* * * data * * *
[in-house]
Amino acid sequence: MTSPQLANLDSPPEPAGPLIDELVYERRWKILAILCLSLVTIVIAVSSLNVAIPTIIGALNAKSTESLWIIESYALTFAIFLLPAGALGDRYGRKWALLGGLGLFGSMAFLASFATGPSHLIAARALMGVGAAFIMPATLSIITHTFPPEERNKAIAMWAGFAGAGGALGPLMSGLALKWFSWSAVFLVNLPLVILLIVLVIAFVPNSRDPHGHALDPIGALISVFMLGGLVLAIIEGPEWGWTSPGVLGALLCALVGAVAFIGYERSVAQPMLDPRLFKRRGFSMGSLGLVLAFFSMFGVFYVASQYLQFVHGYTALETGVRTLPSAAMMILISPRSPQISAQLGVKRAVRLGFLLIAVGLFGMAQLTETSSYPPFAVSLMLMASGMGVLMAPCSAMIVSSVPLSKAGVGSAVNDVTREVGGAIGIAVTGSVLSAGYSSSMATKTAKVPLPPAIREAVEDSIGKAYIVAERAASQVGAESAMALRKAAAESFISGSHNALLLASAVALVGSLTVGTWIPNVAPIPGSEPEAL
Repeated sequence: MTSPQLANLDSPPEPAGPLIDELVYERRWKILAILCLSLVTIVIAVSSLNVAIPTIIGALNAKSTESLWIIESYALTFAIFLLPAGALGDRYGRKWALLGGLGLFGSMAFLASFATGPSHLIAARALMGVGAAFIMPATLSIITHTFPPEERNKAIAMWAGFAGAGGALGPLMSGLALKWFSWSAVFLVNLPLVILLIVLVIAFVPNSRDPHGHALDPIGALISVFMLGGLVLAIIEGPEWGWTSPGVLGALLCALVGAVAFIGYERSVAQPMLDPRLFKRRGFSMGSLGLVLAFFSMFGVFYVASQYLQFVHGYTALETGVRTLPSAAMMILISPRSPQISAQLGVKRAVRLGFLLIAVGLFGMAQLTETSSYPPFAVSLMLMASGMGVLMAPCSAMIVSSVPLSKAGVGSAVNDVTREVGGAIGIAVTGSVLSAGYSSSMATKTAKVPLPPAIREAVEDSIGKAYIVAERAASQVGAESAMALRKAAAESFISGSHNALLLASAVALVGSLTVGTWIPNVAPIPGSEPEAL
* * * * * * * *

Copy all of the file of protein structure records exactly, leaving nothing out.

[in-house]
Amino acid sequence: MTSPQLANLDSPPEPAGPLIDELVYERRWKILAILCLSLVTIVIAVSSLNVAIPTIIGALNAKSTESLWIIESYALTFAIFLLPAGALGDRYGRKWALLGGLGLFGSMAFLASFATGPSHLIAARALMGVGAAFIMPATLSIITHTFPPEERNKAIAMWAGFAGAGGALGPLMSGLALKWFSWSAVFLVNLPLVILLIVLVIAFVPNSRDPHGHALDPIGALISVFMLGGLVLAIIEGPEWGWTSPGVLGALLCALVGAVAFIGYERSVAQPMLDPRLFKRRGFSMGSLGLVLAFFSMFGVFYVASQYLQFVHGYTALETGVRTLPSAAMMILISPRSPQISAQLGVKRAVRLGFLLIAVGLFGMAQLTETSSYPPFAVSLMLMASGMGVLMAPCSAMIVSSVPLSKAGVGSAVNDVTREVGGAIGIAVTGSVLSAGYSSSMATKTAKVPLPPAIREAVEDSIGKAYIVAERAASQVGAESAMALRKAAAESFISGSHNALLLASAVALVGSLTVGTWIPNVAPIPGSEPEAL
Repeated sequence: MTSPQLANLDSPPEPAGPLIDELVYERRWKILAILCLSLVTIVIAVSSLNVAIPTIIGALNAKSTESLWIIESYALTFAIFLLPAGALGDRYGRKWALLGGLGLFGSMAFLASFATGPSHLIAARALMGVGAAFIMPATLSIITHTFPPEERNKAIAMWAGFAGAGGALGPLMSGLALKWFSWSAVFLVNLPLVILLIVLVIAFVPNSRDPHGHALDPIGALISVFMLGGLVLAIIEGPEWGWTSPGVLGALLCALVGAVAFIGYERSVAQPMLDPRLFKRRGFSMGSLGLVLAFFSMFGVFYVASQYLQFVHGYTALETGVRTLPSAAMMILISPRSPQISAQLGVKRAVRLGFLLIAVGLFGMAQLTETSSYPPFAVSLMLMASGMGVLMAPCSAMIVSSVPLSKAGVGSAVNDVTREVGGAIGIAVTGSVLSAGYSSSMATKTAKVPLPPAIREAVEDSIGKAYIVAERAASQVGAESAMALRKAAAESFISGSHNALLLASAVALVGSLTVGTWIPNVAPIPGSEPEAL